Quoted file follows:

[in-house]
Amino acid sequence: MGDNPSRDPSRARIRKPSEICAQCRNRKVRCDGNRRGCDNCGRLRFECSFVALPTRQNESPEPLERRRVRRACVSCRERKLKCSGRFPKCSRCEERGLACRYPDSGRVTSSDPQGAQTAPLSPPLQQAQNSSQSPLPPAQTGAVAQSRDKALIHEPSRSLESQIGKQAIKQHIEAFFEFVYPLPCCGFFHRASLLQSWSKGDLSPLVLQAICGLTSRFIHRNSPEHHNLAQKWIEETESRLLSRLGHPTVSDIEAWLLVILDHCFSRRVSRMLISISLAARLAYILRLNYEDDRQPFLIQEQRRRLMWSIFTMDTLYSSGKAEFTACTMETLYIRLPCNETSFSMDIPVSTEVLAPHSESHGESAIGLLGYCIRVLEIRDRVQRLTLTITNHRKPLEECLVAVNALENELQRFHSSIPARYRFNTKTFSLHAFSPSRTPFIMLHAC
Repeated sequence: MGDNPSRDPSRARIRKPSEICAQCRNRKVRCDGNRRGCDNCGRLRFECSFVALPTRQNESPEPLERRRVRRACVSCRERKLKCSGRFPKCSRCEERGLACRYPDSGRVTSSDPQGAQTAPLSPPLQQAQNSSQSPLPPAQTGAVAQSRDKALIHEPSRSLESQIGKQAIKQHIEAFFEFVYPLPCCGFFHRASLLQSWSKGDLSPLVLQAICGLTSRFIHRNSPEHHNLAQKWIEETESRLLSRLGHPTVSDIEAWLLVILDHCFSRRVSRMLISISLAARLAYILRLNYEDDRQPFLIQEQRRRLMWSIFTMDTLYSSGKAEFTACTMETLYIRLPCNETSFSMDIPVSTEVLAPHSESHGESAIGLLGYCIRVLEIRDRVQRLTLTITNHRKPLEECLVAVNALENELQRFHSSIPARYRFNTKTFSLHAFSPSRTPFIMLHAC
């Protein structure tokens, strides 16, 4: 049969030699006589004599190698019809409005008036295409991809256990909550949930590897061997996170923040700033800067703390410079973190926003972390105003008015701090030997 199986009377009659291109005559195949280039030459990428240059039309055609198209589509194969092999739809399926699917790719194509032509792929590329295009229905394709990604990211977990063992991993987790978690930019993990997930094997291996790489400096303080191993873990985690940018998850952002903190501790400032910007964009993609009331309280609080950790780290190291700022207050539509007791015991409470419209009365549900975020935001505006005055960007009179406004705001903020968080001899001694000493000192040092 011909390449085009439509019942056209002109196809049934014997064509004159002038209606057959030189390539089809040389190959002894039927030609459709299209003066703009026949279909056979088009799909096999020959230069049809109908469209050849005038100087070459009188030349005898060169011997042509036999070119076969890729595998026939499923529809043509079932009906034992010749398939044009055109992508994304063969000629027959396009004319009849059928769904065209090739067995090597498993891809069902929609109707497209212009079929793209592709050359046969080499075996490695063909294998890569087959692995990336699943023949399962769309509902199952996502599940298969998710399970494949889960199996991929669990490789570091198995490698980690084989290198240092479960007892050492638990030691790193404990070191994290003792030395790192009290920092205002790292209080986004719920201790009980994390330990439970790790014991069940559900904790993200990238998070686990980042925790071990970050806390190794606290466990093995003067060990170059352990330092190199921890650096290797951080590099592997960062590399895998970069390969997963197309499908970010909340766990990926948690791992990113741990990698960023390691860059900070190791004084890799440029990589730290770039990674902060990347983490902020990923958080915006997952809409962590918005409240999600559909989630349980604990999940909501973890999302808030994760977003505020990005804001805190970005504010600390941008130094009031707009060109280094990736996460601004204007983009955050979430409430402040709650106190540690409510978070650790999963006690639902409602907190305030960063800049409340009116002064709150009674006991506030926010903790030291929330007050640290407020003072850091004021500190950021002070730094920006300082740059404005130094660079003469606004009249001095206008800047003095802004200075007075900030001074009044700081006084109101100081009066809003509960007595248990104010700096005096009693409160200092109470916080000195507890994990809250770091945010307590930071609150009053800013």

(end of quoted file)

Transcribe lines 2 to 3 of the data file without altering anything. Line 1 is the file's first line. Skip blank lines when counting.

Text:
Amino acid sequence: MGDNPSRDPSRARIRKPSEICAQCRNRKVRCDGNRRGCDNCGRLRFECSFVALPTRQNESPEPLERRRVRRACVSCRERKLKCSGRFPKCSRCEERGLACRYPDSGRVTSSDPQGAQTAPLSPPLQQAQNSSQSPLPPAQTGAVAQSRDKALIHEPSRSLESQIGKQAIKQHIEAFFEFVYPLPCCGFFHRASLLQSWSKGDLSPLVLQAICGLTSRFIHRNSPEHHNLAQKWIEETESRLLSRLGHPTVSDIEAWLLVILDHCFSRRVSRMLISISLAARLAYILRLNYEDDRQPFLIQEQRRRLMWSIFTMDTLYSSGKAEFTACTMETLYIRLPCNETSFSMDIPVSTEVLAPHSESHGESAIGLLGYCIRVLEIRDRVQRLTLTITNHRKPLEECLVAVNALENELQRFHSSIPARYRFNTKTFSLHAFSPSRTPFIMLHAC
Repeated sequence: MGDNPSRDPSRARIRKPSEICAQCRNRKVRCDGNRRGCDNCGRLRFECSFVALPTRQNESPEPLERRRVRRACVSCRERKLKCSGRFPKCSRCEERGLACRYPDSGRVTSSDPQGAQTAPLSPPLQQAQNSSQSPLPPAQTGAVAQSRDKALIHEPSRSLESQIGKQAIKQHIEAFFEFVYPLPCCGFFHRASLLQSWSKGDLSPLVLQAICGLTSRFIHRNSPEHHNLAQKWIEETESRLLSRLGHPTVSDIEAWLLVILDHCFSRRVSRMLISISLAARLAYILRLNYEDDRQPFLIQEQRRRLMWSIFTMDTLYSSGKAEFTACTMETLYIRLPCNETSFSMDIPVSTEVLAPHSESHGESAIGLLGYCIRVLEIRDRVQRLTLTITNHRKPLEECLVAVNALENELQRFHSSIPARYRFNTKTFSLHAFSPSRTPFIMLHAC